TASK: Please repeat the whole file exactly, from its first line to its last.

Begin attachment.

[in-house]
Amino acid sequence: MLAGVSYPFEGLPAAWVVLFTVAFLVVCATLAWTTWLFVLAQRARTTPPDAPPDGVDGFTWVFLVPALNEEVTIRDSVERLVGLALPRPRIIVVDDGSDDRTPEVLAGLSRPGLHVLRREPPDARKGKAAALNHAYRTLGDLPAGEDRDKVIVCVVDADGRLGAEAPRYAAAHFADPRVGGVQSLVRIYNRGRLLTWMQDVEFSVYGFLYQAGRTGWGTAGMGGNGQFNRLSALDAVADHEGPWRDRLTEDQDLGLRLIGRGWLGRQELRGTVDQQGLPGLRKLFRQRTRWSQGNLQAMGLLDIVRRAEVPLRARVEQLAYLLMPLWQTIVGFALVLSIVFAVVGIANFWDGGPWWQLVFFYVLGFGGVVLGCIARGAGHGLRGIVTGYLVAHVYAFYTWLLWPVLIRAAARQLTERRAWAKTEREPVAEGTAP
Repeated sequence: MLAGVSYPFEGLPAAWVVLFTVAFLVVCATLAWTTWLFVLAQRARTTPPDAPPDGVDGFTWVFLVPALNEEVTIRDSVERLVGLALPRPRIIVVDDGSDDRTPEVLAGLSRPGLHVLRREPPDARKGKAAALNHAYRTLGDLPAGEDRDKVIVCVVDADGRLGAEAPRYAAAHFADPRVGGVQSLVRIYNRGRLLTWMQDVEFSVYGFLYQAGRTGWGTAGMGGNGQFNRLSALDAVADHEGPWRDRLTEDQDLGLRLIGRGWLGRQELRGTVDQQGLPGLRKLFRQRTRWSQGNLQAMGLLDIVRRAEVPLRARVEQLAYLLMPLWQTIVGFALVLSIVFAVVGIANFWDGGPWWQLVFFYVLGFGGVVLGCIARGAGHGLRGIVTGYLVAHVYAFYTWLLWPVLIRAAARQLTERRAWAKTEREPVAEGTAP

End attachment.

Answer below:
[in-house]
Amino acid sequence: MLAGVSYPFEGLPAAWVVLFTVAFLVVCATLAWTTWLFVLAQRARTTPPDAPPDGVDGFTWVFLVPALNEEVTIRDSVERLVGLALPRPRIIVVDDGSDDRTPEVLAGLSRPGLHVLRREPPDARKGKAAALNHAYRTLGDLPAGEDRDKVIVCVVDADGRLGAEAPRYAAAHFADPRVGGVQSLVRIYNRGRLLTWMQDVEFSVYGFLYQAGRTGWGTAGMGGNGQFNRLSALDAVADHEGPWRDRLTEDQDLGLRLIGRGWLGRQELRGTVDQQGLPGLRKLFRQRTRWSQGNLQAMGLLDIVRRAEVPLRARVEQLAYLLMPLWQTIVGFALVLSIVFAVVGIANFWDGGPWWQLVFFYVLGFGGVVLGCIARGAGHGLRGIVTGYLVAHVYAFYTWLLWPVLIRAAARQLTERRAWAKTEREPVAEGTAP
Repeated sequence: MLAGVSYPFEGLPAAWVVLFTVAFLVVCATLAWTTWLFVLAQRARTTPPDAPPDGVDGFTWVFLVPALNEEVTIRDSVERLVGLALPRPRIIVVDDGSDDRTPEVLAGLSRPGLHVLRREPPDARKGKAAALNHAYRTLGDLPAGEDRDKVIVCVVDADGRLGAEAPRYAAAHFADPRVGGVQSLVRIYNRGRLLTWMQDVEFSVYGFLYQAGRTGWGTAGMGGNGQFNRLSALDAVADHEGPWRDRLTEDQDLGLRLIGRGWLGRQELRGTVDQQGLPGLRKLFRQRTRWSQGNLQAMGLLDIVRRAEVPLRARVEQLAYLLMPLWQTIVGFALVLSIVFAVVGIANFWDGGPWWQLVFFYVLGFGGVVLGCIARGAGHGLRGIVTGYLVAHVYAFYTWLLWPVLIRAAARQLTERRAWAKTEREPVAEGTAP